Board’s decision is incompatible with stated objectives

I attended the June 24 meeting in Marlboro to contribute my ideas to the township’s Smart Growth Plan and was given a copy of a statement of objectives from Marlboro’s most recent master plan. I was struck by this particular objective, adopted by our township’s Planning Board:

"To guide future residential and nonresidential growth in a coordinated and managed approach as set forth in this master plan and to provide for logical transitional uses between residential and nonresidential areas."

No one can argue with that objective. But how does it jibe with that same Planning Board’s recent vote to approve construction of a huge warehouse-office building at Tennent and Amboy roads, next door to two homes and across from my home?

This monstrosity required 12 variances – no doubt a township record – including total disregard for setback, buffer and fencing requirements championed by the master plan and required under our zoning ordinance. Evidently the Planning Board thinks it’s OK to leave a historic home – mine dates to the mid-1800s – standing naked to face this warehouse. No setback, no buffer, no fence.

That’s a "logical transitional use?"

It’s a puzzle, all right.

Here’s another mystery: This same application was before the zoning board from 2005 until 2007. The zoners had the decency to call it what it is: "overwhelmingly overbuilt."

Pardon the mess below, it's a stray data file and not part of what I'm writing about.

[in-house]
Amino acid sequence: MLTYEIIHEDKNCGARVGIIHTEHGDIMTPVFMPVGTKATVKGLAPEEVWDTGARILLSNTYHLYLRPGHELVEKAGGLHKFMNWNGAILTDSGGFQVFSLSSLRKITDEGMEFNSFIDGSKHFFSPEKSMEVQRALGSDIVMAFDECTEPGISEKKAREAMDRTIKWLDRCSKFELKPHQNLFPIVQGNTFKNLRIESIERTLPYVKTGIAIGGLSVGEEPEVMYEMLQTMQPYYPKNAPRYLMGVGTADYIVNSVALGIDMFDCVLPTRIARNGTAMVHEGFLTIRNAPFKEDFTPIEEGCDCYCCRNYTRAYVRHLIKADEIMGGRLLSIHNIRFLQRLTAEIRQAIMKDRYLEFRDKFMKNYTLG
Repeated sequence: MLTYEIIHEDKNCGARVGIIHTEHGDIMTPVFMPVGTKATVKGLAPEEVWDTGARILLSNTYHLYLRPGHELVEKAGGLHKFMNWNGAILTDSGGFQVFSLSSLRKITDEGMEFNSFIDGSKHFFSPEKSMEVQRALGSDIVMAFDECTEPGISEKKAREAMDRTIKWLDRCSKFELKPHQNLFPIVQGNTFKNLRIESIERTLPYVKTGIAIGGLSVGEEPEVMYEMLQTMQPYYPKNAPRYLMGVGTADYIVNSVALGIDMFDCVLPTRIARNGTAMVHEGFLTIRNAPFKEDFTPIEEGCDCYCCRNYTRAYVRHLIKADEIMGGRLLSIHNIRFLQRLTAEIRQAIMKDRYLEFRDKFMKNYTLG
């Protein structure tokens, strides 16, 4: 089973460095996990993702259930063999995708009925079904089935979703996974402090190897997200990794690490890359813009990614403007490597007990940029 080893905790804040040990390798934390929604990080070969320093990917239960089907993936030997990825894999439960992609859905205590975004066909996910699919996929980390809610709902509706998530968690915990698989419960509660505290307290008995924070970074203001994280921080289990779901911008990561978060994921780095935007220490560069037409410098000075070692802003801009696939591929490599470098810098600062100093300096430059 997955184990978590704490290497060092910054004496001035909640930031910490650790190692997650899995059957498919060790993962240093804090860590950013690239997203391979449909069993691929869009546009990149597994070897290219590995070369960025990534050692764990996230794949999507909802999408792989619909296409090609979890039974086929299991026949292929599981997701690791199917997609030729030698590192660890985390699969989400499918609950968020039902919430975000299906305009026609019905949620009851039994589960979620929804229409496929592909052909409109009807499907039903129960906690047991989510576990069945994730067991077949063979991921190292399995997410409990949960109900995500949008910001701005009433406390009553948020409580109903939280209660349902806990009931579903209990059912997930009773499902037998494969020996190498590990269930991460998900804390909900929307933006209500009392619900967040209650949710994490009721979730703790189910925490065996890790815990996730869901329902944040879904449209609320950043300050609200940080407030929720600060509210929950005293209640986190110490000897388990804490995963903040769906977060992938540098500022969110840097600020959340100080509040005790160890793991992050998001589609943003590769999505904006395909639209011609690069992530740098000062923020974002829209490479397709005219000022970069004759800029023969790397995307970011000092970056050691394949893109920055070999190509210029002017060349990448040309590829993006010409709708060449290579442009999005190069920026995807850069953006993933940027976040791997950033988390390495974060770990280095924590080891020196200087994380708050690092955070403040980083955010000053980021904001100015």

The applicant promptly withdrew and reapplied to our more pliable, recently reconstituted Planning Board. What law allows such venue shopping?

And was the Planning Board even aware that the zoners had properly slapped this proposal down? If not, who decided to deprive the planners of this information?

There will be answers. I’m suing and am confident the courts will find that, in the words of a Founding Father, we are a nation of laws, not of men. The Planning Board has authority to bend the law a bit for a good cause, but not to bend it in every imaginable way. That’s called breaking the law.

As one dissenting Planning Board member said about the majority’s motive: "Because it’s a ratable, anything goes." He worried that the precedent set here bodes ill for any homeowner near a boundary with an incompatible zone. And he hit on a truth that corrupts justice not just in Marlboro, but everywhere. As another wise man said: "Follow the money."

To return to my reason for attending the Smart Growth session: I suggested our mayor and Township Council adopt a resolution in strong opposition to any future widening of Tennent Road through our town – a project that had been in Monmouth County’s long-range master plan for at least two decades.

The 150 or so homeowners on Tennent Road do not want a four-lane highway turning their front lawns into asphalt, or to risk their lives each time they venture out of their driveways. They deserve as much consideration as the township has given homeowners along the Henry Hudson Trail who oppose resumption of passenger train service there.
Alexander Ingham